Although emerging technologies are becoming popularised for teaching, learning and research, the relationship between their use and transformative effects on higher education remain largely unexplored. This edited collection seeks to fill this gap by providing a nuanced view, locating higher education pedagogical practices at an intersection of emerging technologies, authentic learning and activity systems.
Providing numerous case studies as examples, the book draws from a wide range of contexts to illustrate how such a convergence has the potential to track transformative teaching and learning practices in the higher education sector. Chapters provide the reader with a variety of transformative higher education pedagogical practices in southern contexts, theorised within the framework of Cultural Historical Activity Theory (CHAT) and tool mediation, while using authentic learning as a pedagogical model upon which this theoretical framework is based.
The topics covered in the book have global relevance, with research paying particular attention to South Africa, Australia and New Zealand, where the authors are based. The book will be of interest to educators, researchers and practitioners in higher education, as well as those interested in emerging technologies in education more generally.
Table of Contents
Foreword Anna Stetsenko. Introduction Vivienne Bozalek, Dick Ng'ambi, Denise Wood, Jan Herrington, Joanne Hardman and Alan Amory Part 1: Activity Theory Introduction to CHAT and Tool Mediation Joanne Hardman and Alan Amory. Learning in Sites of Practice through a CHAT Lens James Garraway and Jolanda Morkel. CHAT as a Framework for Exploring the Impact of the Anagu Tertiary Education Program (AnTEP) in Remote Northern South Australia Denise Wood, Deirdre Tedmanson, Bruce Underwood, Makinti Minutjukur and Katrina Tjitayi. Mediating Learning in a Postgraduate Course Dick Ng'ambi and Cheryl Brown Part 2: Authentic Learning Introduction to Authentic Learning Jan Herrington. Learning to do Research by Doing: A Case Study in a Health Education Programme Brenda Leibowitz, Walter Liebrich, Ilse Meyer, Chivaugn Gordon and Carina de Kock. Authentic Learning in an Undergraduate Research Methodologies Course Tamara Shefer and Lindsay Clowes. Facilitating Creative Problem Solving in the Entrepreneurship Curriculum through Authentic Learning Activities Noel Lindsay and Denise Wood Part 3: Emerging Technologies Introduction to Emerging Technologies Dick Ng'ambi and Vivienne Bozalek. Twenty First Century Pedagogies: Portraits of South African Higher Educators using Emerging Technologies Vivienne Bozalek, Daniela Gachago and Kathy Watters. Emerging technologies in New Zealand Thomas Cochrane, Vickel Narayan and James Oldfield. The Affordances of Three-Dimensional Virtual Worlds as Authentic Learning Environments Denise Wood Part 4: Case Studies Case Studies Using CHAT Joanne Hardman, Alan Amory, Irina Verenikina, Lotte Latukefu, Najma Agherdien, Rita Kizito, Nomakhaya Mashiyi, Roisin Kelly Laubscher, Daniela Gachago, Veronica Barnes and Eunice Ivala. Case Studies of Authentic Learning Jan Herrington, Veronica Mitchell, Michael Rowe and Simone Titus. Case Studies of Emerging Technologies Dick Ng'ambi, Vivienne Bozalek, Daniela Gachago, Jolanda Morkel, Eunice Ivala, Anita Campbell, Sibongile Simelane, Dorothea Methudi Dimpe, Patient Rambe and Aaron Bere. Conclusion - Towards a Transformative Higher Education Pedagogy Vivienne Bozalek, Dick Ng'ambi, Denise Wood, Jan Herrington, Joanne Hardman and Alan Amory.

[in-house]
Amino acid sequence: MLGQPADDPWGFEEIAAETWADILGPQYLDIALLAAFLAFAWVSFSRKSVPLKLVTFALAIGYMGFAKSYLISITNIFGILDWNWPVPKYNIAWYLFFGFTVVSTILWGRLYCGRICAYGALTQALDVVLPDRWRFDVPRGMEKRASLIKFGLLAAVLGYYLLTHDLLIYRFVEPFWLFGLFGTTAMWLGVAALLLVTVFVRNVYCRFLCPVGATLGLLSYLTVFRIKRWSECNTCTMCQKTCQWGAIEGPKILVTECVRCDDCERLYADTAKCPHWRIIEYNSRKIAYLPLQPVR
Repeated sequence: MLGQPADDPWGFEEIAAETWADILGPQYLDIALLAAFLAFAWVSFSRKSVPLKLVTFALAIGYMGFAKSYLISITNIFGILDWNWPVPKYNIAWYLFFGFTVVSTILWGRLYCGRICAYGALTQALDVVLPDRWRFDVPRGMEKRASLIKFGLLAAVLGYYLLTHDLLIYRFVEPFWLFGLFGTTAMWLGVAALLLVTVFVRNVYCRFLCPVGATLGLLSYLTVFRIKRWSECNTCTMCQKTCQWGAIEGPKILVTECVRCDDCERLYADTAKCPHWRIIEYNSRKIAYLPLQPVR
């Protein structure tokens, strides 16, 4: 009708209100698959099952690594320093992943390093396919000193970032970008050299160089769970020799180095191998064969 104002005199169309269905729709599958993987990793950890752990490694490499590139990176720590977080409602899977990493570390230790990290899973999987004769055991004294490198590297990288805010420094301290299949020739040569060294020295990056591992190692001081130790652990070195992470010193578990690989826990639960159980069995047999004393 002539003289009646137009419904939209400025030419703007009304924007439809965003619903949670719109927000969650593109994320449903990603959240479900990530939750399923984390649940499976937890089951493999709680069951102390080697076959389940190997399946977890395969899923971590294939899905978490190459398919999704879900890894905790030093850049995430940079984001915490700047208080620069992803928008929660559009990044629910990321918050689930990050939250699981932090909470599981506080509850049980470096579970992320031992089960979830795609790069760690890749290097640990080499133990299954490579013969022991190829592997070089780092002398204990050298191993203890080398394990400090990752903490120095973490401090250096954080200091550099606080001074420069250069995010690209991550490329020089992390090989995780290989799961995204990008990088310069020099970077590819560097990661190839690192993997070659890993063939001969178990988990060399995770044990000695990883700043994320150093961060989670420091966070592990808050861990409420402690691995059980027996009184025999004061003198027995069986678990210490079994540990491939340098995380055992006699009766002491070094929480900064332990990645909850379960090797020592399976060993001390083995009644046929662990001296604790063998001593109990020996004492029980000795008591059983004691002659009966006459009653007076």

Vivienne Bozalek is Professor of Social Work and Director of Teaching and Learning at the University of the Western Cape, South Africa.
Dick Ng’ambi is Associate Professor and Masters Programme Convenor in the School of Education, University of Cape Town, South Africa.
Denise Wood is Professor of Learning, Equity, Access and Participation, Central Queensland University, Australia.
Jan Herrington is Professor of Education in the School of Education, Murdoch University, Australia.
Joanne Hardman is Senior Lecturer in the School of Education, University of Cape Town, South Africa.
Alan Amory is Professor and Director of the Centre for Academic Technologies, University of Johannesburg, South Africa.